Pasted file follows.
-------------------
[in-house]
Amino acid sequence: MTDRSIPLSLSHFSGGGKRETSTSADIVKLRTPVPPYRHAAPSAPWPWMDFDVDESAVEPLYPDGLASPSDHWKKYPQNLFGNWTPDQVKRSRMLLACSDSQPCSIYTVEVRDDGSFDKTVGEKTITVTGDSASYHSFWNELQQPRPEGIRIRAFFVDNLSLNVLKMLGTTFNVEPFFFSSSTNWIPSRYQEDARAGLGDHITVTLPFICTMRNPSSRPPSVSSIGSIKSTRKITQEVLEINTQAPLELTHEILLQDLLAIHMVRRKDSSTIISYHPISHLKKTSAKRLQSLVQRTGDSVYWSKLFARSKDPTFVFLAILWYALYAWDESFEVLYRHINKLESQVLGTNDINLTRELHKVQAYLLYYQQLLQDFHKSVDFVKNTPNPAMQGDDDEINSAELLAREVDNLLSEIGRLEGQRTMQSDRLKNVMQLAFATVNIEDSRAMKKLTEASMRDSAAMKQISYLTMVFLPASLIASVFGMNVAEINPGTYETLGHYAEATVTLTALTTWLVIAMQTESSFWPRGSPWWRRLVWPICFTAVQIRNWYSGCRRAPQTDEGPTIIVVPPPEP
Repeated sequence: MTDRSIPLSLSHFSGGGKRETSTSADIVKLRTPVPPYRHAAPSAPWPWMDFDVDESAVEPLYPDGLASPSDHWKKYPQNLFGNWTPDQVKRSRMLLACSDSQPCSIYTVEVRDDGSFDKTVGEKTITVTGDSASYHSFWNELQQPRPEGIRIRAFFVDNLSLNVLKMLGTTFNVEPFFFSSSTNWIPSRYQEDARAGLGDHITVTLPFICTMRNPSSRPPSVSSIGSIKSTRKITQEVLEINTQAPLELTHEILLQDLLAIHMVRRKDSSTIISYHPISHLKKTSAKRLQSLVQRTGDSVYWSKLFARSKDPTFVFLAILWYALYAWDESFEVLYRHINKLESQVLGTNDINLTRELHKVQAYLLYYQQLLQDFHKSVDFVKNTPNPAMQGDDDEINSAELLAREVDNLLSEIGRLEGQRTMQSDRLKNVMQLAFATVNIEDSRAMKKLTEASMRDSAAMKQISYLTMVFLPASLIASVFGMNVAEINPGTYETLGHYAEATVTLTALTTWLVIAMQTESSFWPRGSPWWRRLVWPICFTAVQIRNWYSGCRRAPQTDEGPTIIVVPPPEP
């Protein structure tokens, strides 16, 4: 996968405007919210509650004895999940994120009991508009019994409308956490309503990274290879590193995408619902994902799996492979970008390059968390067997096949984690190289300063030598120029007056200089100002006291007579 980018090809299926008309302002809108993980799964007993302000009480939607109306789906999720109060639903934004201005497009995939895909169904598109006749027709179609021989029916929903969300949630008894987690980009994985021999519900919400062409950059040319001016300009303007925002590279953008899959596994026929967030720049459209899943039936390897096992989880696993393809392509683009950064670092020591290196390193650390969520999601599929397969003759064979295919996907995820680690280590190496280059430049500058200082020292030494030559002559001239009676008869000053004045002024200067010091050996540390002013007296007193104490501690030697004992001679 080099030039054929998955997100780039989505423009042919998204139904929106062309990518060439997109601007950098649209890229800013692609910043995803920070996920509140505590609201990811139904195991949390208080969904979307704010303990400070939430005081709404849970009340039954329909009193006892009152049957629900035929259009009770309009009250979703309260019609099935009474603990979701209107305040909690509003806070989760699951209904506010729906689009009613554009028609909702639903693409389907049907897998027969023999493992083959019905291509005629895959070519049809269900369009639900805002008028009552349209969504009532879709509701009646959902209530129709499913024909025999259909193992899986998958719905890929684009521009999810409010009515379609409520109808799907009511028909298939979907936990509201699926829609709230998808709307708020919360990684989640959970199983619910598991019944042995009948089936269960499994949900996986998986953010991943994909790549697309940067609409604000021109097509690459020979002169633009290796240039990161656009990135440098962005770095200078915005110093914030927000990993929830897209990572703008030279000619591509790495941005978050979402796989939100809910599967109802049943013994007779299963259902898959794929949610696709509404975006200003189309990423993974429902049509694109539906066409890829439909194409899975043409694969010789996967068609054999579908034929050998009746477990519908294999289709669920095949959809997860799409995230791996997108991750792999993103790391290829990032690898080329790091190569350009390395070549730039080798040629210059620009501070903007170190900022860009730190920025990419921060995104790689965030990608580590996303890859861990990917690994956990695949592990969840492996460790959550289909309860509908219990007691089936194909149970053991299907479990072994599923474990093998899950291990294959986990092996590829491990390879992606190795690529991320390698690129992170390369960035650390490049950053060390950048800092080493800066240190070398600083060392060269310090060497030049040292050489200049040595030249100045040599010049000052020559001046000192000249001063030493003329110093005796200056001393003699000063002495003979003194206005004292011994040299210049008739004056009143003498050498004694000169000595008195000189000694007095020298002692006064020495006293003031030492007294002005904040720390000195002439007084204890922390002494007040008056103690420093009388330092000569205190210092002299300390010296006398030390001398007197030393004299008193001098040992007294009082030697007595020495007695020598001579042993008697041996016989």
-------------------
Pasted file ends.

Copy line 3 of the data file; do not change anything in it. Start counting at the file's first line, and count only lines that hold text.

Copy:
Repeated sequence: MTDRSIPLSLSHFSGGGKRETSTSADIVKLRTPVPPYRHAAPSAPWPWMDFDVDESAVEPLYPDGLASPSDHWKKYPQNLFGNWTPDQVKRSRMLLACSDSQPCSIYTVEVRDDGSFDKTVGEKTITVTGDSASYHSFWNELQQPRPEGIRIRAFFVDNLSLNVLKMLGTTFNVEPFFFSSSTNWIPSRYQEDARAGLGDHITVTLPFICTMRNPSSRPPSVSSIGSIKSTRKITQEVLEINTQAPLELTHEILLQDLLAIHMVRRKDSSTIISYHPISHLKKTSAKRLQSLVQRTGDSVYWSKLFARSKDPTFVFLAILWYALYAWDESFEVLYRHINKLESQVLGTNDINLTRELHKVQAYLLYYQQLLQDFHKSVDFVKNTPNPAMQGDDDEINSAELLAREVDNLLSEIGRLEGQRTMQSDRLKNVMQLAFATVNIEDSRAMKKLTEASMRDSAAMKQISYLTMVFLPASLIASVFGMNVAEINPGTYETLGHYAEATVTLTALTTWLVIAMQTESSFWPRGSPWWRRLVWPICFTAVQIRNWYSGCRRAPQTDEGPTIIVVPPPEP